Sceptered pall = royal robe.
Presenting Thebes, &c. These lines represent the subjects of tragedies by Aeschylus, Sophocles, and Euripides, the great tragic poets of Athens.
Musaeus, here for some bard of the distant past, generally. Musaeus, in mythology, is a bard of Thrace, and son of Orpheus.
Half-told the story of Cambuscan bold. The Squire’s Tale in Chaucer, which is broken off in the middle.
Camball, Cambuscan’s son. Algarsife and Canace, his wife and daughter.
Frounced. Used of hair twisted and curled.
The Attic Boy = Cephalus, loved by Eos, the Morning.
A shower still = a soft shower.
Sylvan = Pan or Sylvanus.
Cloister’s pale = cloister’s enclosure.
Massy proof. Massive and proof against the weight above them.]
* * * * *
As we approached the town, I was fortunate enough to overtake the fugitive Kaartans to whose kindness I had been so much indebted in my journey through Bambarra. They readily agreed to introduce me to the King; and we rode together through some marshy ground where, as I was anxiously looking around for the river, one of them called out, geo affili (see the water), and looking forwards, I saw with infinite pleasure the great object of my mission—the long sought for majestic Niger, glittering to the morning sun, as broad as the Thames at Westminster, and flowing slowly to the eastward. I hastened to the brink, and having drank of the water, lifted up my fervent thanks in prayer to the Great Ruler of all things, for having thus far crowned my endeavours with success.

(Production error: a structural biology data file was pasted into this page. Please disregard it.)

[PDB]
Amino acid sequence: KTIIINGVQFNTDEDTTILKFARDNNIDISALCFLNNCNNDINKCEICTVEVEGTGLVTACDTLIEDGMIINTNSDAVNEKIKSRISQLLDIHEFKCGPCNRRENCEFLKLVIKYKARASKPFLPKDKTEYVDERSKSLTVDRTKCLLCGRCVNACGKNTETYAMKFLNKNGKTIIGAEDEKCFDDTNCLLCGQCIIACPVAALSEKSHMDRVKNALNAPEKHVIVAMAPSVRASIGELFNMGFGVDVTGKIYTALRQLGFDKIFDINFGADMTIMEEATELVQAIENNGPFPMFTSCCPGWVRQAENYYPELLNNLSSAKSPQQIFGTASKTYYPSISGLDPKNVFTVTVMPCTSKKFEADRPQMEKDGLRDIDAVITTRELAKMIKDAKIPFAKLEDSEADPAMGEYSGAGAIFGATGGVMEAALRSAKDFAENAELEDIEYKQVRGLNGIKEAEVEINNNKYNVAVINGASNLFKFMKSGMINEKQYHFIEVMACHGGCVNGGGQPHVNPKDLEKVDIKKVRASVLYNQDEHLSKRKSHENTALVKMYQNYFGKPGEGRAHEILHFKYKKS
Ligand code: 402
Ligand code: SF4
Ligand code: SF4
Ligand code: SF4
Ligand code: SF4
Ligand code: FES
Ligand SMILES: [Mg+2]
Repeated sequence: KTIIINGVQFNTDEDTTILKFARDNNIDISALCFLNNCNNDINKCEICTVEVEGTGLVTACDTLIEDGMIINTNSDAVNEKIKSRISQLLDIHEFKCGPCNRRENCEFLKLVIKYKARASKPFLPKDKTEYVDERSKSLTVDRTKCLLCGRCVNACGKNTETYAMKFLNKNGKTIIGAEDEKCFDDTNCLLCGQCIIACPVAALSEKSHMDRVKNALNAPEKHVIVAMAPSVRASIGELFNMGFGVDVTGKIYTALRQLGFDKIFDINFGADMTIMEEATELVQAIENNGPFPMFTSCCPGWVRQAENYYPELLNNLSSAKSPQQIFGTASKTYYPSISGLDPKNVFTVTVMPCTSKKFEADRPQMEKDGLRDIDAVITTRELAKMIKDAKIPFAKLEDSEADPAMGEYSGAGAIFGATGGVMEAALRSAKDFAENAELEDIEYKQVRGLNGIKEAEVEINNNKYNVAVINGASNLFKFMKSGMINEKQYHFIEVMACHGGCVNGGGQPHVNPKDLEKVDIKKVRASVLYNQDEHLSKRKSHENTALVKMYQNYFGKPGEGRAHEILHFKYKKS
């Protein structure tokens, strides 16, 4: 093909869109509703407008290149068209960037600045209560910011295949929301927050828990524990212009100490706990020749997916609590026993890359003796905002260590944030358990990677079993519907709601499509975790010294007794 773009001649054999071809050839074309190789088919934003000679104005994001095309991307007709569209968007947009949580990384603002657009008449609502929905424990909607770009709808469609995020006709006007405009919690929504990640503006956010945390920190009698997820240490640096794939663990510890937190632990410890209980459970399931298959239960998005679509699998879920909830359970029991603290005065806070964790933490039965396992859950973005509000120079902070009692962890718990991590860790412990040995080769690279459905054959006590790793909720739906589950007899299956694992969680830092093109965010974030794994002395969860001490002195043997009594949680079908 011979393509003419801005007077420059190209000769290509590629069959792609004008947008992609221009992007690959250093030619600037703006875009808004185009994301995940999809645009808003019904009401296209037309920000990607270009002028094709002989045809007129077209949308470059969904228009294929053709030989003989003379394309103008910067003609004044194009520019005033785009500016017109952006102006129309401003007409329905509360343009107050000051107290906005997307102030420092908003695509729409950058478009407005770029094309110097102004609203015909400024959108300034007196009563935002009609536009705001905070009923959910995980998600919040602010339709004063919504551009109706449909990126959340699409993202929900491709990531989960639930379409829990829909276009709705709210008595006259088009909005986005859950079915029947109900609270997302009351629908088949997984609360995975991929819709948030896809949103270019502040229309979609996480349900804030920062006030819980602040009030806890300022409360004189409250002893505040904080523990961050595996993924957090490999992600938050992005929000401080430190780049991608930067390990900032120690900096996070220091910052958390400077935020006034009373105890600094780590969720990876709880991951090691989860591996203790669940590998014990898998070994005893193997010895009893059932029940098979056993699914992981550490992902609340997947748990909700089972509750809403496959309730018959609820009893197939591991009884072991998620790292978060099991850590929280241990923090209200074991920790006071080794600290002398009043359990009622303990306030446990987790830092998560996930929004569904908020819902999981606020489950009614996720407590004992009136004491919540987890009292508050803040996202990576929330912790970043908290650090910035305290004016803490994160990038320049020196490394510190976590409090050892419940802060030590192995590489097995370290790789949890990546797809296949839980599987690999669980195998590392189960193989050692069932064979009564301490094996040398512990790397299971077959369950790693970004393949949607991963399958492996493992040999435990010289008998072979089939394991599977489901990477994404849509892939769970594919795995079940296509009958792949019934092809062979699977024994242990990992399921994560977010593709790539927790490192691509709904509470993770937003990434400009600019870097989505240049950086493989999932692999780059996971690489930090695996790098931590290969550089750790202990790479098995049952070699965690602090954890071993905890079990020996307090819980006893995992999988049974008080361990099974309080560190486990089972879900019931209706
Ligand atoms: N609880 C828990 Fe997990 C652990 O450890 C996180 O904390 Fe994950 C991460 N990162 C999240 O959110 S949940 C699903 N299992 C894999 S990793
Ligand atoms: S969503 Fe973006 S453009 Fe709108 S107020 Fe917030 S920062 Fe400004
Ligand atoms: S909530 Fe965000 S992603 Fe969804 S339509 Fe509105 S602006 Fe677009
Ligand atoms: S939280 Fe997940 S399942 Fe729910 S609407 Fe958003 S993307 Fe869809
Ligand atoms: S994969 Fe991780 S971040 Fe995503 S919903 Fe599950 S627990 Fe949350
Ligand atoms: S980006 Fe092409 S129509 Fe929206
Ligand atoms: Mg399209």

The circumstance of the Niger’s flowing towards the east, and its collateral points, did not, however, excite my surprise; for although I had left Europe in great hesitation on this subject, and rather believed that it ran in the contrary direction, I had made such frequent inquiries during my progress concerning this river, and received from negroes of different nations such clear and decisive assurance that its general course was towards the rising sun, as scarce left any doubt on my mind; and more especially as I knew that Major Houghton had collected similar information in the same manner.
I waited more than two hours without having an opportunity of crossing the river; during which time, the people who had crossed carried information to Mansong, the King, that a white man was waiting for a passage, and was coming to see him. He immediately sent over one of his chief men, who informed me that the King could not possibly see me until he knew what had brought me into his country; and that I must not presume to cross the river without the King’s permission. He therefore advised me to lodge